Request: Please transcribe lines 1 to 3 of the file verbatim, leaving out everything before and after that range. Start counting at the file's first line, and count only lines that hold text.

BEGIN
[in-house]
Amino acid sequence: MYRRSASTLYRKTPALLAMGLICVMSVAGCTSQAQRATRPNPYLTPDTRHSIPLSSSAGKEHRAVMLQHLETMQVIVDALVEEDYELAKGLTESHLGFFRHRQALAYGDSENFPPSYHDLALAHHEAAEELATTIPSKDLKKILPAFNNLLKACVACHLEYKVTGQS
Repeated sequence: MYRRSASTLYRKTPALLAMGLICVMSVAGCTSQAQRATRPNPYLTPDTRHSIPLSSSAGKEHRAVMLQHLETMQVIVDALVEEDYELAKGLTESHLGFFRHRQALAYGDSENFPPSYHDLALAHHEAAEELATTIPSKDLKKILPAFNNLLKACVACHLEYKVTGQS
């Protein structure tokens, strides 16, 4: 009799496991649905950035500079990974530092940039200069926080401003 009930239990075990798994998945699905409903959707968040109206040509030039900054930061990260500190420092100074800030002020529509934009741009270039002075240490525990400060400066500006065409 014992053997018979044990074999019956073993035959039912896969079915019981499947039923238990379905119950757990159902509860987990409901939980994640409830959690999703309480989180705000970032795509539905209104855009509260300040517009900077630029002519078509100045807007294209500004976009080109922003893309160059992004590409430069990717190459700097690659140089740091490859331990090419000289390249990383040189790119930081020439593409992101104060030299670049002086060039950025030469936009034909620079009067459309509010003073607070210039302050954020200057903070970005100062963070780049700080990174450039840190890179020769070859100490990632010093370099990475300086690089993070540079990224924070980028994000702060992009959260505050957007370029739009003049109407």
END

[in-house]
Amino acid sequence: MYRRSASTLYRKTPALLAMGLICVMSVAGCTSQAQRATRPNPYLTPDTRHSIPLSSSAGKEHRAVMLQHLETMQVIVDALVEEDYELAKGLTESHLGFFRHRQALAYGDSENFPPSYHDLALAHHEAAEELATTIPSKDLKKILPAFNNLLKACVACHLEYKVTGQS
Repeated sequence: MYRRSASTLYRKTPALLAMGLICVMSVAGCTSQAQRATRPNPYLTPDTRHSIPLSSSAGKEHRAVMLQHLETMQVIVDALVEEDYELAKGLTESHLGFFRHRQALAYGDSENFPPSYHDLALAHHEAAEELATTIPSKDLKKILPAFNNLLKACVACHLEYKVTGQS